October 12, 2016


Surviving Matthew:  One Family's Story

By JOY CRIST



It’s early Wednesday afternoon, and Laurie Parker is in the middle of her yard that is full of debris and flooded belongings at her home just off Kohler Drive in Hatteras village.

It’s her third day of cleaning, but there’s still so much more work to be done, and it’s hard to figure out where to start next.

“I have been working for two hours this morning, and I look around and it seems like nothing has changed,” she says, surveying the stacks of boxes, toys, and other equipment that is in need of cleaning or attention.

Laurie and her family, which includes her husband, Charles, and their three daughters are but one of the dozens of families in Hatteras village who are still inundated with work after Hurricane Matthew caused record soundside flooding in many locations throughout Hatteras village.

Like many residents, she says the storm surge from Matthew was the highest she has seen in her lifetime, and in its wake is a large mess and a massive recovery effort that’s only in the early stages of being completed.

Laurie has been a Hatteras islander for nearly her entire life, having moved with her parents to the area when she was just 6 months old. She’s a fifth grade teacher at the Cape Hatteras School, while her husband works on a tug boat. She has lived at her current home in Hatteras village for 20 years.

“This house was built in 1928,” she says. “And as far as I know, the only other time that water came inside was during Hurricane Emily in 1993.

“During Emily, there was maybe an inch of water in the house,” she says. “During this storm, we had 10 inches of water inside.”

Laurie’s ordeal with Matthew, like all Hatteras village residents, began early on Sunday morning, Oct. 9.

Her husband was out of the area -- his jobs takes him out to sea for two weeks at a time -- and she was home with her three daughters, 12-year-old Rennie, 9-year-old Cate, and 5-year-old Josie.

“I woke up a lot that night,” she says, “but at first it didn’t sound like the wind was blowing that hard. Then I woke up at 4:30 a.m., and everything changed.”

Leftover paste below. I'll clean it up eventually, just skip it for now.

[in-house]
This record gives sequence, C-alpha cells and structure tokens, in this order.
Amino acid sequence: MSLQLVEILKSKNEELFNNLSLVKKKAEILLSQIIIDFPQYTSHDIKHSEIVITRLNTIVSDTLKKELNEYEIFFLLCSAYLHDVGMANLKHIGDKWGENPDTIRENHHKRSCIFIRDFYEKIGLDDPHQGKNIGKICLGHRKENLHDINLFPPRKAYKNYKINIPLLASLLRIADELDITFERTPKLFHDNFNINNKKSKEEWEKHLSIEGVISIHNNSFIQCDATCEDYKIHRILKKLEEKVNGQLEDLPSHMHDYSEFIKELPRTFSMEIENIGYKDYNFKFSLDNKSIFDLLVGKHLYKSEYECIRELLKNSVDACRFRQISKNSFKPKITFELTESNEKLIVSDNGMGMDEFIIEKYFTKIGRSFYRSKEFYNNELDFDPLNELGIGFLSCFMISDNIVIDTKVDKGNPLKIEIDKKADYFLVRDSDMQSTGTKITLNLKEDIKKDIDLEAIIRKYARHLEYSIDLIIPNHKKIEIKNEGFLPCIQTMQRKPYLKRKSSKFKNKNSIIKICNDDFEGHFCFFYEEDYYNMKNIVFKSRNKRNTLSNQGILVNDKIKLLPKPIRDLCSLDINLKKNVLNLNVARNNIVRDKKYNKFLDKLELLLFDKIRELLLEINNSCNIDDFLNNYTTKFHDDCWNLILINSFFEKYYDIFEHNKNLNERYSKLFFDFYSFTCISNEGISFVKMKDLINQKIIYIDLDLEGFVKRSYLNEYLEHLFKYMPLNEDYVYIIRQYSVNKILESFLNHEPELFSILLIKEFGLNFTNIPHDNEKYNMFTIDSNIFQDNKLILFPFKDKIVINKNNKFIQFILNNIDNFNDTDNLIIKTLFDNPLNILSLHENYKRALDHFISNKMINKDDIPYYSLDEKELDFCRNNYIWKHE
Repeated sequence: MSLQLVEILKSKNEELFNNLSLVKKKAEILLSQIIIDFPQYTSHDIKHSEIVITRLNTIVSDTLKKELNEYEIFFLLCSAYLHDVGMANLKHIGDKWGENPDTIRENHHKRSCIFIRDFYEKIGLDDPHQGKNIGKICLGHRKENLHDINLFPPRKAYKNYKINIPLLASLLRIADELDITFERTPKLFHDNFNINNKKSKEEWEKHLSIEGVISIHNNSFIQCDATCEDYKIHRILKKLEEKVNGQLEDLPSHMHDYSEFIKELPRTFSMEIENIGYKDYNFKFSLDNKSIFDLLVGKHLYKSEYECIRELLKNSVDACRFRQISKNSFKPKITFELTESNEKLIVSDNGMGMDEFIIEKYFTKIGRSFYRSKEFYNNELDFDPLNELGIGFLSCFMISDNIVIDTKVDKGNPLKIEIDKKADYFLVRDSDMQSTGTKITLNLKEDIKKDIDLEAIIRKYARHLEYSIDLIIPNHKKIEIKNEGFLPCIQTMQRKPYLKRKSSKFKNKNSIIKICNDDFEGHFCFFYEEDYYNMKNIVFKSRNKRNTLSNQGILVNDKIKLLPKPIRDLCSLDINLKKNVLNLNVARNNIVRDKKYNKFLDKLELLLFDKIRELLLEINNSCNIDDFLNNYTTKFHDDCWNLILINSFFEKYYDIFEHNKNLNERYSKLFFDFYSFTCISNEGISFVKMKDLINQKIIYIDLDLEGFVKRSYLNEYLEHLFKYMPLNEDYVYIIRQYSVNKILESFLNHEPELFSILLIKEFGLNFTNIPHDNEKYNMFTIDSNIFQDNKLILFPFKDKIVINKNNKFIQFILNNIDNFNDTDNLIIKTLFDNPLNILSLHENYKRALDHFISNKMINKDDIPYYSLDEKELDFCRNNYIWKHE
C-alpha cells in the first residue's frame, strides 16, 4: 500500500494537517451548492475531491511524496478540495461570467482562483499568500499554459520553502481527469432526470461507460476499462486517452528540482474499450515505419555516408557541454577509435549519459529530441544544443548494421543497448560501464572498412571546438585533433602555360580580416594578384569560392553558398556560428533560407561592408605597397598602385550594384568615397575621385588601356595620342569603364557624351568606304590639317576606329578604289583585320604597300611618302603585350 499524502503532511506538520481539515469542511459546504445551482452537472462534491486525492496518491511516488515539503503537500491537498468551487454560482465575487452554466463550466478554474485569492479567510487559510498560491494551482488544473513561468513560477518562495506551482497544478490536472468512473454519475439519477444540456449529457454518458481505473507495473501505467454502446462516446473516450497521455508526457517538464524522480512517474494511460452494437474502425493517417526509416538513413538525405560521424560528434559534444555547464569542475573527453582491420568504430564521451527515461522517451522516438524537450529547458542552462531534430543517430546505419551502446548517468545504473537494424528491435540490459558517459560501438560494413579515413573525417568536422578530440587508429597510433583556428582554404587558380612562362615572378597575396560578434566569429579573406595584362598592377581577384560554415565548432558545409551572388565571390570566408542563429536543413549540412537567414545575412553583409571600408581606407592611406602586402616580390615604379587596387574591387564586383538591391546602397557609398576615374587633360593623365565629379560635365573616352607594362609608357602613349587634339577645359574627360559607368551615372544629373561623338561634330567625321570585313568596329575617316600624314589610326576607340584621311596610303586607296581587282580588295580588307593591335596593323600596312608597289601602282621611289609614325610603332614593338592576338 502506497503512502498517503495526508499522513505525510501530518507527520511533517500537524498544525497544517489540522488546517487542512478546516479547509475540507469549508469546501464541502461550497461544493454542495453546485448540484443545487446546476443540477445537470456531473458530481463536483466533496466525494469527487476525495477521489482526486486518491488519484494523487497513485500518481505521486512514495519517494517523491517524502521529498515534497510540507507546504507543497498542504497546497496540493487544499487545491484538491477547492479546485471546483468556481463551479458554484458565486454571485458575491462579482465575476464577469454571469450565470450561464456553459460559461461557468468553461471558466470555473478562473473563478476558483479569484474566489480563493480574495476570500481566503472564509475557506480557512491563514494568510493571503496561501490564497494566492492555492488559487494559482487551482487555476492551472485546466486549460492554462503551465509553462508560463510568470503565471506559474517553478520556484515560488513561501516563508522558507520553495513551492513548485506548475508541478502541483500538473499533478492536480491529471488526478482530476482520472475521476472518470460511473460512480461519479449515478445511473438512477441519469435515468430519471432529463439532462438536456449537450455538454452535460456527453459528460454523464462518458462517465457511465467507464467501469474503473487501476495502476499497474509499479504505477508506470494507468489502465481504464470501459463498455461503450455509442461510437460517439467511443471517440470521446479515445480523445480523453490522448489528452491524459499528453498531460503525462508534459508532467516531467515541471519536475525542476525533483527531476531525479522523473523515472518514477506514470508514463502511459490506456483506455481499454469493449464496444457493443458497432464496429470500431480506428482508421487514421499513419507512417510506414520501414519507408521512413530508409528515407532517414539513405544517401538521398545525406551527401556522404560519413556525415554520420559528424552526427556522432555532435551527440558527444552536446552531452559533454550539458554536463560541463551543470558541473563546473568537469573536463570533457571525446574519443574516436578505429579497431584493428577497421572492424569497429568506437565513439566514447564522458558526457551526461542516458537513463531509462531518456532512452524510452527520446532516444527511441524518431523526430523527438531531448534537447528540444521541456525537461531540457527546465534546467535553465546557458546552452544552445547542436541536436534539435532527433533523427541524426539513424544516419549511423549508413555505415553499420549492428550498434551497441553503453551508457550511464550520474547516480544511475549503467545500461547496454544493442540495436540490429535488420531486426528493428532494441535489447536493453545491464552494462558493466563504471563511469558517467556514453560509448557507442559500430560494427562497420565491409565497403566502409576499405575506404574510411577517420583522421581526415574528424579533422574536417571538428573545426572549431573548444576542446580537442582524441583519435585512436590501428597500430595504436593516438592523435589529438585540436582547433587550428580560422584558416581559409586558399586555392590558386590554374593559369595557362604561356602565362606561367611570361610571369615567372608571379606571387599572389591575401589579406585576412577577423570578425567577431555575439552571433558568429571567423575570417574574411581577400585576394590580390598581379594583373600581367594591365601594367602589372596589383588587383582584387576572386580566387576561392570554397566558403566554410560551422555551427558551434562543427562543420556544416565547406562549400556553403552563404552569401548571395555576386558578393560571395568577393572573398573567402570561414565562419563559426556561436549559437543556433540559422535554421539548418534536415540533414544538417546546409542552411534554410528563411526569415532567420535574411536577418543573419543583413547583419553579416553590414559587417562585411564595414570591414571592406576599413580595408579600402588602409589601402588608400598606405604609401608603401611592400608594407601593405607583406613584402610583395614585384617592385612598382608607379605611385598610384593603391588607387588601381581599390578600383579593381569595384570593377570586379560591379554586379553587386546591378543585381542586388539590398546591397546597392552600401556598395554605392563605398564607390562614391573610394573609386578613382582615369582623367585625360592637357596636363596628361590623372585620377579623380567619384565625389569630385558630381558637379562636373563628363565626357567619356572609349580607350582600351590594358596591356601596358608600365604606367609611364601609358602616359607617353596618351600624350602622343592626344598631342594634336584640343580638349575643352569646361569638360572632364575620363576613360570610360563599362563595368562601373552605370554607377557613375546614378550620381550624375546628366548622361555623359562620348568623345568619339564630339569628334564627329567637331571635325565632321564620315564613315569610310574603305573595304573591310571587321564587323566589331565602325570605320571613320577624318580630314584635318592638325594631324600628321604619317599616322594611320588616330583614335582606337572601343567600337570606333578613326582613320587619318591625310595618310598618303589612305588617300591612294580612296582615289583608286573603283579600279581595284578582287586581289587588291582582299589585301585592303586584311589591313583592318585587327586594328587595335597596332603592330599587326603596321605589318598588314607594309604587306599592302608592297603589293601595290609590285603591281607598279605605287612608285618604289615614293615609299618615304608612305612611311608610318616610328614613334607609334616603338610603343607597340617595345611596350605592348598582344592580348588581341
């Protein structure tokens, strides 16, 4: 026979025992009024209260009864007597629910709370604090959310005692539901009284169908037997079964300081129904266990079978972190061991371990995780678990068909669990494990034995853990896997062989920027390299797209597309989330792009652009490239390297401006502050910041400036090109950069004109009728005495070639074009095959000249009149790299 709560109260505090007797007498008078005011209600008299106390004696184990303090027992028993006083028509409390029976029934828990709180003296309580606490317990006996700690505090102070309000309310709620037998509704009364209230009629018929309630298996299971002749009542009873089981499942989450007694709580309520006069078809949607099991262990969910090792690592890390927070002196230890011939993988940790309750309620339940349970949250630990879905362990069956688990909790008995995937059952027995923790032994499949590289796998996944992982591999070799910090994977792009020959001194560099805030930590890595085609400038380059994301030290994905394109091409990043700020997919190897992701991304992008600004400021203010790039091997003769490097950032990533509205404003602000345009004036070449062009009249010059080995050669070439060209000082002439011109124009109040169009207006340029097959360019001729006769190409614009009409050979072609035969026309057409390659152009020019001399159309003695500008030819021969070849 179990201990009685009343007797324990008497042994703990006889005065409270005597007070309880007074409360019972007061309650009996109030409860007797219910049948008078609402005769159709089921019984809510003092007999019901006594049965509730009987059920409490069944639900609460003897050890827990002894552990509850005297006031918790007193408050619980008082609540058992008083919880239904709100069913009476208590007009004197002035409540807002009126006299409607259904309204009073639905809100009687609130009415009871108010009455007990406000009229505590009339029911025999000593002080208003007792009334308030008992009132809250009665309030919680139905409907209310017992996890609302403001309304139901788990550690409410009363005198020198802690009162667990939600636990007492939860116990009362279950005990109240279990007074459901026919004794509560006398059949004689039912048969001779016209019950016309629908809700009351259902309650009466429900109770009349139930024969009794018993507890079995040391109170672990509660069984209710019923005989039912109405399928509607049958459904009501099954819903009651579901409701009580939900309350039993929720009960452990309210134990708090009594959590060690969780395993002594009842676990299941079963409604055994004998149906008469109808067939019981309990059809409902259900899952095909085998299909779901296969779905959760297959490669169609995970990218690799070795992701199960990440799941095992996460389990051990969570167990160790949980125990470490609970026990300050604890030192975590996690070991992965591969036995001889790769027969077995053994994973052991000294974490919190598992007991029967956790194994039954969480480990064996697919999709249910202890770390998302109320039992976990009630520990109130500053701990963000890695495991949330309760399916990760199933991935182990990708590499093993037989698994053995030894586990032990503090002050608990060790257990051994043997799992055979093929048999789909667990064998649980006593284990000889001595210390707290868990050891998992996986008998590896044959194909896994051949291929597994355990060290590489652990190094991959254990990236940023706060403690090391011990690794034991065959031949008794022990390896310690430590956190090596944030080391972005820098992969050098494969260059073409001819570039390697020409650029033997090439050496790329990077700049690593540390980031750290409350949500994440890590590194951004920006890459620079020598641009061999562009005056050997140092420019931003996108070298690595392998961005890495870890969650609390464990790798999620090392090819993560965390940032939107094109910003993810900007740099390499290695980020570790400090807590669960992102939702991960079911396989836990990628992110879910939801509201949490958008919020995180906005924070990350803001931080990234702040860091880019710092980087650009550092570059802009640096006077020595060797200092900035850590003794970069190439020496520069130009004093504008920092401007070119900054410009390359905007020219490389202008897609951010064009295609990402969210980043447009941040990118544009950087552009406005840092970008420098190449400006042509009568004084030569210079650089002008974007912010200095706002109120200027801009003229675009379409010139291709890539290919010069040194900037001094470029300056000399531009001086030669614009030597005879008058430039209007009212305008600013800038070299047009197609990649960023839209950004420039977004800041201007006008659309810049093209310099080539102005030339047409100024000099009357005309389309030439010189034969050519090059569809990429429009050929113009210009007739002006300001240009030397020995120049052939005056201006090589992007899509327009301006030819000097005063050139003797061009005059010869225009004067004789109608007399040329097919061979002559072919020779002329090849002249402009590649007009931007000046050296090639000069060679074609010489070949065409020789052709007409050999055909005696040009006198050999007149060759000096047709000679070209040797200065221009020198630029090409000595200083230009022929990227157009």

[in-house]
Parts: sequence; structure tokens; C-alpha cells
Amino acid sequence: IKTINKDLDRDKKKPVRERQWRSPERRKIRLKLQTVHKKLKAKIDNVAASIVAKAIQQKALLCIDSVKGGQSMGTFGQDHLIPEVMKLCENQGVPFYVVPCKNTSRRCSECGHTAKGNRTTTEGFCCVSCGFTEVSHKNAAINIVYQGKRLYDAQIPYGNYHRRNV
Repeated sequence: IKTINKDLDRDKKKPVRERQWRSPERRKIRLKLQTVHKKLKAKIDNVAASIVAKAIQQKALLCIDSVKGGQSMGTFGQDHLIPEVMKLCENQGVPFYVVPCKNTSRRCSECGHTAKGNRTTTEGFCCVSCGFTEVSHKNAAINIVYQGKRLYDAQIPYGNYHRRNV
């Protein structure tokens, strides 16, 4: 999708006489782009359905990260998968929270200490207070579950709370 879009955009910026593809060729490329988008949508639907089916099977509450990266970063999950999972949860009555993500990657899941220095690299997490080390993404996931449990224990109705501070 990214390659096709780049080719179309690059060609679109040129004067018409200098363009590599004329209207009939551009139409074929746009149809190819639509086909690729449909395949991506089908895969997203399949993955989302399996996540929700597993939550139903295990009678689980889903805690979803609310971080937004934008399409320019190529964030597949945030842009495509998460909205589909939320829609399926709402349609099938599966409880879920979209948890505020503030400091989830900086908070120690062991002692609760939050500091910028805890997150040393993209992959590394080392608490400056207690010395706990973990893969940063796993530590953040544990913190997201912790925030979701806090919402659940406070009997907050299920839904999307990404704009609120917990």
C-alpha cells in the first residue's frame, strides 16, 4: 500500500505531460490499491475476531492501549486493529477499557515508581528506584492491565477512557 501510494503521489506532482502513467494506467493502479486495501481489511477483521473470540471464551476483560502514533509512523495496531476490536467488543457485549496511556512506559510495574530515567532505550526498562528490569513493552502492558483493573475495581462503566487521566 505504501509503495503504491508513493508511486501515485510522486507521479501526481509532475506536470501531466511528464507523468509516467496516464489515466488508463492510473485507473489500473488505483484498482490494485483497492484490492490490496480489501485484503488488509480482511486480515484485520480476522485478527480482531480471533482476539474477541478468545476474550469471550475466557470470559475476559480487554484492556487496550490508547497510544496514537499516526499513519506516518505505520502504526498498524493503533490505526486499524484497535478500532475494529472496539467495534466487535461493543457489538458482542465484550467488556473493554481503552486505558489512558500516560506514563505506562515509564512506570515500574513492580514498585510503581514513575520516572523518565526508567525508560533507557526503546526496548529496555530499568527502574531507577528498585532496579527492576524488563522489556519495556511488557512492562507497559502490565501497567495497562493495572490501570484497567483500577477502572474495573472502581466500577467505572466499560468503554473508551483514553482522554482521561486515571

At 4:30 a.m., the wind had picked up, and she noticed that the waters had started to rise just outside her door.

“When I woke up, it was about 6 inches from coming inside the house,” she says. “I thought, ‘OK, I’m going to let the girls sleep until it’s 3 inches away, and then we’ll get moving…’”

It didn’t take long for the water to reach that 3-inch benchmark, and Laurie and her daughters started to scramble around the house in pajamas moving everything they could. Toys, books, totes, bottom dresser drawers, and everything that was near ground-level and which could be lifted was moved, as the water rapidly made its way up.

By 5:00 a.m., the water was inside the house, and it kept rising until it was about 10 inches high in the first floor. Laurie and her daughters went upstairs to their attic bedroom where they rode out the storm.

“The storm was still going strong, and there was nowhere to be downstairs, and nowhere we needed to go,” she says.

“Except for the bathroom,” corrects her daughter Josie.

“Well, yes, we did go to the bathroom. But otherwise, we stayed up there playing games and puzzles.”

“My daughter [12-year-old Rennie] is reading ‘The Diary of Anne Frank’ at school, so she called it our ‘secret annex.'”

Laurie and her daughters were calm throughout the storm, simply because there was nothing they could do. But while they stayed in the attic, the stormwater – which rushed in and out in roughly two hours’ time – had caused massive damage.

Sewage started coming out of the bathtubs, and everything from the dryer to the pots and pans on the kitchen counters was filling with saltwater. Minnows swam around in the kitchen, and strings of seaweed inundated every surface.

Her husband Charles was out on a trip that had to make a detour from the Chesapeake area to Baltimore, also due to Matthew, but they stayed in touch throughout the storm.